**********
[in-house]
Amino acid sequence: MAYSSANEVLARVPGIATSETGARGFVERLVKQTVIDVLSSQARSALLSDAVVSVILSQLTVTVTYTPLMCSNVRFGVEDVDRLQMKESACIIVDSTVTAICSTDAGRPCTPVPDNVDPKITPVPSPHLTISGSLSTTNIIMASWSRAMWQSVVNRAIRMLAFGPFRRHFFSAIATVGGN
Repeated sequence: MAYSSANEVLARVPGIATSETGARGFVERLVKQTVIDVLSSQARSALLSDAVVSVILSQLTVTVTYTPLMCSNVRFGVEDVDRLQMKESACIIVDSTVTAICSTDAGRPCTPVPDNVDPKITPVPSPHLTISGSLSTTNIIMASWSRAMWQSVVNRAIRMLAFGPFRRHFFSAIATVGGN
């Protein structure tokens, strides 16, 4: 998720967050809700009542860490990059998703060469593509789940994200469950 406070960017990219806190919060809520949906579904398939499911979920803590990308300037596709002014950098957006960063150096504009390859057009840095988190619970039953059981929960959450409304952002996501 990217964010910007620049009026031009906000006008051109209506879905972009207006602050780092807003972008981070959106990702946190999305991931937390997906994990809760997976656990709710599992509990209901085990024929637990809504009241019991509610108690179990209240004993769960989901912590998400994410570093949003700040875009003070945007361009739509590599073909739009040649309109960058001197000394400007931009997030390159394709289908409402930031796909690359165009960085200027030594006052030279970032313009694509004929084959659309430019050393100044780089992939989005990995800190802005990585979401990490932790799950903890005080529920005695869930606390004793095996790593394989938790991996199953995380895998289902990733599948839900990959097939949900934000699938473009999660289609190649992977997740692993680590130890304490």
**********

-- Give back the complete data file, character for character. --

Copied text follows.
[in-house]
Amino acid sequence: MAYSSANEVLARVPGIATSETGARGFVERLVKQTVIDVLSSQARSALLSDAVVSVILSQLTVTVTYTPLMCSNVRFGVEDVDRLQMKESACIIVDSTVTAICSTDAGRPCTPVPDNVDPKITPVPSPHLTISGSLSTTNIIMASWSRAMWQSVVNRAIRMLAFGPFRRHFFSAIATVGGN
Repeated sequence: MAYSSANEVLARVPGIATSETGARGFVERLVKQTVIDVLSSQARSALLSDAVVSVILSQLTVTVTYTPLMCSNVRFGVEDVDRLQMKESACIIVDSTVTAICSTDAGRPCTPVPDNVDPKITPVPSPHLTISGSLSTTNIIMASWSRAMWQSVVNRAIRMLAFGPFRRHFFSAIATVGGN
């Protein structure tokens, strides 16, 4: 998720967050809700009542860490990059998703060469593509789940994200469950 406070960017990219806190919060809520949906579904398939499911979920803590990308300037596709002014950098957006960063150096504009390859057009840095988190619970039953059981929960959450409304952002996501 990217964010910007620049009026031009906000006008051109209506879905972009207006602050780092807003972008981070959106990702946190999305991931937390997906994990809760997976656990709710599992509990209901085990024929637990809504009241019991509610108690179990209240004993769960989901912590998400994410570093949003700040875009003070945007361009739509590599073909739009040649309109960058001197000394400007931009997030390159394709289908409402930031796909690359165009960085200027030594006052030279970032313009694509004929084959659309430019050393100044780089992939989005990995800190802005990585979401990490932790799950903890005080529920005695869930606390004793095996790593394989938790991996199953995380895998289902990733599948839900990959097939949900934000699938473009999660289609190649992977997740692993680590130890304490």